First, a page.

Apache Hadoop : A Brief Overview

Oct 10, 2023by, Dexlock


Apache Hadoop is an open-source framework that was the first to be developed for distributed computation and distributed storage. It is used to effectively store and analyze massive datasets with sizes ranging from gigabytes to petabytes of data. Hadoop enables clustering multiple computers to examine big datasets in parallel more quickly than using a single powerful computer for data storage and processing. From a single server to thousands of devices, each providing local computing and storage, Hadoop was intended to increase scalability. The library is designed to identify and handle problems at the application layer rather than relying on hardware to provide high availability. As a result, a highly-available service is delivered on top of a cluster of computers, each of which may be susceptible to failures.


Hadoop comprises of five main modules: 


  • Hadoop Common – Offers generally applicable Java libraries that can be utilized by all modules.
  • HDFS or Hadoop Distributed File System:  A distributed file system that functions on standard or inexpensive hardware. Compared to conventional file systems, HDFS offers higher data speed, superior fault tolerance, and native support for huge datasets.
  • YARN or Yet Another Resource Negotiator: Manages and keeps track of resource utilization and cluster nodes. It plans out chores and tasks.
  • Hadoop MapReduce: A framework that aids in the parallel processing of data by programs. Data from the input are transformed into a dataset that can be computed in key-value pairs by the map task. Reduce tasks use the output from the map task to combine output and produce the desired outcome.
  • Hadoop Ozone – An object store for Hadoop introduced in 2020 


Working of Hadoop 


The Hadoop Distributed File System (HDFS) for storage and the MapReduce programming language for processing make up Apache Hadoop’s fundamental components. Hadoop divides files into significant blocks and disperses them among cluster nodes. It then distributes packaged code to nodes so they can process the data concurrently. This process makes use of data locality by allowing nodes to modify the data they have access to. This makes it possible to handle the dataset more quickly and effectively than would be possible with a more traditional supercomputer architecture that depends on a parallel file system and distributes computation and data using high-speed networking.


Hadoop’s building blocks allow for the construction of different services and applications that gather data in various formats and can add data to the Hadoop cluster by connecting to the NameNode through an API function. The “chunk” placement of each file and file directory arrangement are tracked by the NameNode and copied across DataNodes. A MapReduce job made up of numerous map and reduce tasks that execute against the data in HDFS distributed across the DataNodes run a job to query the data. Each node runs a map task against the specified input files, and reducers run to aggregate and arrange the output. 


To collect, store, process, analyze, and manage big data, a variety of tools and applications are included in the Hadoop ecosystem namely, Apache Spark, Presto, Hive and Hbase.  


Benefits of using Hadoop 


  • Data processing and computing power: Hadoop can store and process large amounts of data really fast. Big data is quickly processed via Hadoop’s distributed computing model. You can use additional computing nodes to have more processing power.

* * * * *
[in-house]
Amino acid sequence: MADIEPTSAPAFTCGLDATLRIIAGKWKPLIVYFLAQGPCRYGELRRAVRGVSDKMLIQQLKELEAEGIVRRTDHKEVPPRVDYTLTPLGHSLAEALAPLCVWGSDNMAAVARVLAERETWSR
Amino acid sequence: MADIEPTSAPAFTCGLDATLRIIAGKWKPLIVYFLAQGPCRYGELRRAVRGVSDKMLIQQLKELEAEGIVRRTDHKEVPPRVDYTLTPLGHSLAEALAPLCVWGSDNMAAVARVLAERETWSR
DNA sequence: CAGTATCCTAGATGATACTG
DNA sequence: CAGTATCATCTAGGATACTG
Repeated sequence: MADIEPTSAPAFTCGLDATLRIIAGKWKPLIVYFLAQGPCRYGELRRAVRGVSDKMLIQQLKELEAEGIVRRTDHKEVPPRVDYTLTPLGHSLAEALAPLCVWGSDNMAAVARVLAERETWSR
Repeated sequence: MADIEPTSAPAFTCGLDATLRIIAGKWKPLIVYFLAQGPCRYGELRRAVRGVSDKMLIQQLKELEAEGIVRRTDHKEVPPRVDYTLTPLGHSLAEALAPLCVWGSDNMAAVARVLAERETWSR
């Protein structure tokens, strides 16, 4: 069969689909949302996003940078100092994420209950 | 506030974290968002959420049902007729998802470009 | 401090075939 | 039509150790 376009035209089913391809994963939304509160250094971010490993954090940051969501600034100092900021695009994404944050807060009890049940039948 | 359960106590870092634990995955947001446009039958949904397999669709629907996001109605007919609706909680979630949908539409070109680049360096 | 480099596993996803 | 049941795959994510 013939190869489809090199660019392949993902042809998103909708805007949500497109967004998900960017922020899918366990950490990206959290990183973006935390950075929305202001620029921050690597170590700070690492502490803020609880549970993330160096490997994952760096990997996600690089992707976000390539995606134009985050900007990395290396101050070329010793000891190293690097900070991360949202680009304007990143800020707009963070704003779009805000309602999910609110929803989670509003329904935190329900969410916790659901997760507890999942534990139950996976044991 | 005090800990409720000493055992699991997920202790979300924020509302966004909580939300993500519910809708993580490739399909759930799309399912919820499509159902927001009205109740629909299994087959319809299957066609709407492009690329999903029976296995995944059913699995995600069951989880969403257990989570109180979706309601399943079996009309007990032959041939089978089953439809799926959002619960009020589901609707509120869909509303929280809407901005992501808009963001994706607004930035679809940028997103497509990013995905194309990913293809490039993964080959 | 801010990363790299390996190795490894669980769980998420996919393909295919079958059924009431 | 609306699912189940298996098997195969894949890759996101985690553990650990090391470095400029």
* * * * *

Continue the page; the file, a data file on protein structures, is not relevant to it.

• Fault Tolerance: Applications and data processing are protected against hardware failure. Jobs are promptly forwarded to other nodes if one goes down to ensure that distributed computing does not fail. The data is automatically stored in multiple copies.


  • Flexibility of data: Contrary to conventional relational databases, no preprocessing is necessary before saving the data. Unlimited amount of data can be saved including unstructured data like text, images and videos.


  • Low cost and high scalability: Being an open-source framework it is free and runs on inexpensive hardware. It also requires only minimal management. You may quickly expand your system to process more data by adding nodes.


Challenges of Hadoop 


Not every issue is a suitable fit for map-reduce programming. It works well for straightforward information requests and issues that can be broken down into smaller, independent problems, but it is ineffective for interactive and iterative analytical processes. Iterative algorithms require numerous map-shuffle/sort-reduce phases to finish since the nodes can only communicate with one another through sorts and shuffles. For advanced analytical computing, this creates many files in between MapReduce phases and is wasteful.


Hadoop administration appears to be a mix of art and science that necessitates a basic understanding of hardware, operating systems, and Hadoop kernel settings. Although new tools and technologies are emerging, fragmented data security issues remain a challenge. The Kerberos authentication system is a significant development in the direction of securing Hadoop settings. Hadoop also lacks user-friendly, feature-rich tools for metadata, governance, and data management. 



The Hadoop modules are built on the fundamental idea that the framework should take care of hardware malfunctions on an autonomous basis as they can occur frequently. Hadoop was originally envisioned for computer clusters constructed from inexpensive hardware, which is still its most popular application. Have a project in mind that includes the Hadoop framework? Get in touch with us here

Disclaimer: The opinions expressed in this article are those of the author(s) and do not necessarily reflect the positions of Dexlock.

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